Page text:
Authorities set up concrete barriers and shut down streets and bridges to try to contain and separate the rival groups.
Flag-waving members of the Proud Boys and Three Percenters militia group began gathering late in the morning, some wearing body armour and helmets. Meanwhile anti-fascist protesters known as Antifa were among the several hundred people on the streets.
A viral video of conservative blogger Andy Ngo being attacked at a June 29 rally led to a group called the Proud Boys to organise Saturday's event.
Police asked residents not to call 911 unless it's a life-threatening emergency and to stay away from the heart of the downtown area.
Donald Trump escalated the tensions on Saturday morning but tweeting that the city is being “watched very closely” and that federal authorities are considering designating Antifa a terrorist organisation.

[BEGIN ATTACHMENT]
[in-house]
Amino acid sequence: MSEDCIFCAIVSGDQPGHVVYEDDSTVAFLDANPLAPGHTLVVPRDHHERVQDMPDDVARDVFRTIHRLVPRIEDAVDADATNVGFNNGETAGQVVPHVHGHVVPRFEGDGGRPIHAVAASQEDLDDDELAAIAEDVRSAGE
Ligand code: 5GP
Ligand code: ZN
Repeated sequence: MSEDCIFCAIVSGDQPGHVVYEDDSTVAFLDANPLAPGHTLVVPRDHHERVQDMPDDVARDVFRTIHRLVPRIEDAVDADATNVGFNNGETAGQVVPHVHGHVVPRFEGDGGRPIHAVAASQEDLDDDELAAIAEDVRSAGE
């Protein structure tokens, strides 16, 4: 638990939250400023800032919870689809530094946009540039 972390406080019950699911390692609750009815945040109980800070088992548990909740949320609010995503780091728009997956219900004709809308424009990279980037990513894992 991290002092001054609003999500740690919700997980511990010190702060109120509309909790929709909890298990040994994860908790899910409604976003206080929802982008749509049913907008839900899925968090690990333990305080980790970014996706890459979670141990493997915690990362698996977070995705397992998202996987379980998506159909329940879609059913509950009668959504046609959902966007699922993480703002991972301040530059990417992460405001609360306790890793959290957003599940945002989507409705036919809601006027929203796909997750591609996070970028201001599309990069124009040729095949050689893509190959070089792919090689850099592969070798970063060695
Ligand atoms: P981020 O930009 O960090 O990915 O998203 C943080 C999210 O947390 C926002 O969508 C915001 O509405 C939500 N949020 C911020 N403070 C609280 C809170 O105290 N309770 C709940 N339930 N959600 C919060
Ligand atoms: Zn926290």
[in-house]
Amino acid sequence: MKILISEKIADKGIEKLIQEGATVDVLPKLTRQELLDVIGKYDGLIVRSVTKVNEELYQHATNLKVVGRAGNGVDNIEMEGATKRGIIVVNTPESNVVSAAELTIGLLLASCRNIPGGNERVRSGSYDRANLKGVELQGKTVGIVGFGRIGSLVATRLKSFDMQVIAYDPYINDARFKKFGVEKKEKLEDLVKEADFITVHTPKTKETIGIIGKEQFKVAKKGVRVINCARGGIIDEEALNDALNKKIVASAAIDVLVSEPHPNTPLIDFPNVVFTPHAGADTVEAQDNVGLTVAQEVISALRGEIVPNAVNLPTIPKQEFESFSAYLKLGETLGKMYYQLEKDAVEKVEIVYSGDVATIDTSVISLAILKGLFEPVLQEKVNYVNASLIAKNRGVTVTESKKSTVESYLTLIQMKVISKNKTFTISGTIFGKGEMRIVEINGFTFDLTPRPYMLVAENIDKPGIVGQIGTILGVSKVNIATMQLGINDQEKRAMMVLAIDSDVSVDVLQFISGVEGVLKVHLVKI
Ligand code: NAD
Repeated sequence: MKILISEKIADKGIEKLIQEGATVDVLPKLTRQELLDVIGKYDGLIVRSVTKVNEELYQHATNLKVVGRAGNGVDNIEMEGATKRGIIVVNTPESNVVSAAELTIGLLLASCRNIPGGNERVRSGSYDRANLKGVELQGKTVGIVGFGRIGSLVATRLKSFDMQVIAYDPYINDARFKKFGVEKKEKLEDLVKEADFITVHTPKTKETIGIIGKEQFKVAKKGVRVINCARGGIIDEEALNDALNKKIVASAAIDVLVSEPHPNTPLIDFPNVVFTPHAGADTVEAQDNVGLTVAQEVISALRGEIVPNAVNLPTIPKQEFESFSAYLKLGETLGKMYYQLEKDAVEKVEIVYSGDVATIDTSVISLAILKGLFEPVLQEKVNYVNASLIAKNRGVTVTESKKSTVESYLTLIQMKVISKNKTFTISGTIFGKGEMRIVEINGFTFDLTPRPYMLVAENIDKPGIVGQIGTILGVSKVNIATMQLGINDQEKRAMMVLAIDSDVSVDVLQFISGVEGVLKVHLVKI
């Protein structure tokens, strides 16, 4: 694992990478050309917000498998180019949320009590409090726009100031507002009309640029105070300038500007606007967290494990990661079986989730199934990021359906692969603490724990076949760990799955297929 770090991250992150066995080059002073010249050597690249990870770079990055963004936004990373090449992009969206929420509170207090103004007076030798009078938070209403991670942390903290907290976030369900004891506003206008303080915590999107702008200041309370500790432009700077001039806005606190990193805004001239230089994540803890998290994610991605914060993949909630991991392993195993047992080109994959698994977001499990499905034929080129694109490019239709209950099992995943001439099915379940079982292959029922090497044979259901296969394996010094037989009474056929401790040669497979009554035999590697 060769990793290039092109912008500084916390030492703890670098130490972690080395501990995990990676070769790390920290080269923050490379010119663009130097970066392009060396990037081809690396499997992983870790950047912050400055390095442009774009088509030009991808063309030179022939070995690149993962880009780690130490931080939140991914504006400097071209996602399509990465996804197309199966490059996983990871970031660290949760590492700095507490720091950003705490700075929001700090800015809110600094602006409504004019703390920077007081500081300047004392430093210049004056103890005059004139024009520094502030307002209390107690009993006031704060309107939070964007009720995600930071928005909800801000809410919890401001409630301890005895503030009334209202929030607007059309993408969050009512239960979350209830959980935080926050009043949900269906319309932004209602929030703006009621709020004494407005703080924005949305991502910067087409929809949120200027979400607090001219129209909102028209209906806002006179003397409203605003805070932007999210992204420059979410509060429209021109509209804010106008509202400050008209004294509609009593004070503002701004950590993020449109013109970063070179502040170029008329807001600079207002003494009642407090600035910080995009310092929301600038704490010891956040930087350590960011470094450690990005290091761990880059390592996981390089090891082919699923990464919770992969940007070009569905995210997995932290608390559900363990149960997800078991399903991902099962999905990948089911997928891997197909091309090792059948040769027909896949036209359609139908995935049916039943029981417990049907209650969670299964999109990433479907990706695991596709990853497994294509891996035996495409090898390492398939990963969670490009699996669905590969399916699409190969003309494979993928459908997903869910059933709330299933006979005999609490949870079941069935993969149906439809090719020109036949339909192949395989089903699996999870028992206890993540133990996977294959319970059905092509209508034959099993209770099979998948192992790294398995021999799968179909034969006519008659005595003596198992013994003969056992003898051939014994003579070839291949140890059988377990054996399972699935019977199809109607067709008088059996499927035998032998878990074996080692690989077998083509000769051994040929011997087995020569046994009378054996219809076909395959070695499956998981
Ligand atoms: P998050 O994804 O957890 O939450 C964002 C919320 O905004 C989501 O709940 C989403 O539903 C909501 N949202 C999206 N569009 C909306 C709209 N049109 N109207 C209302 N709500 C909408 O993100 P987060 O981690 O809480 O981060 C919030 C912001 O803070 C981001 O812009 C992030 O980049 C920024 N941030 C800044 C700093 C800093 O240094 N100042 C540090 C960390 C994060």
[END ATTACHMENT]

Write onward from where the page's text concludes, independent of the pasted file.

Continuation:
But Portland mayor Ted Wheeler hit back, saying: "This is a potentially dangerous and volatile situation, and adding to that noise doesn't do anything to support or help the efforts that are going on here in Portland."
Portland Police Bureau spokeswoman Tina Jones said officers were focused solely on maintaining order, and not about favouring left-wing counter-protesters, as some right-wing figures have suggested.
"We receive criticism no matter what. It's either too much, not enough, you arrested this group and not this group," Jones said. "It seems like some people are keeping score, and that's not what it's about on the law enforcement side. One hundred percent, it's about public safety."
In addition to the Proud Boys, the white nationalist American Guard and the Three Percenters, a far-right militia, have said they will have members in Portland. Hate group watchdogs say the Daily Stormers, a neo-Nazi group, are also expected.
The Oath Keepers, another far-right militia group, said in a statement they were pulling out of the rally because organisers have not done enough to keep white supremacist groups away.
Agencies contributed to this report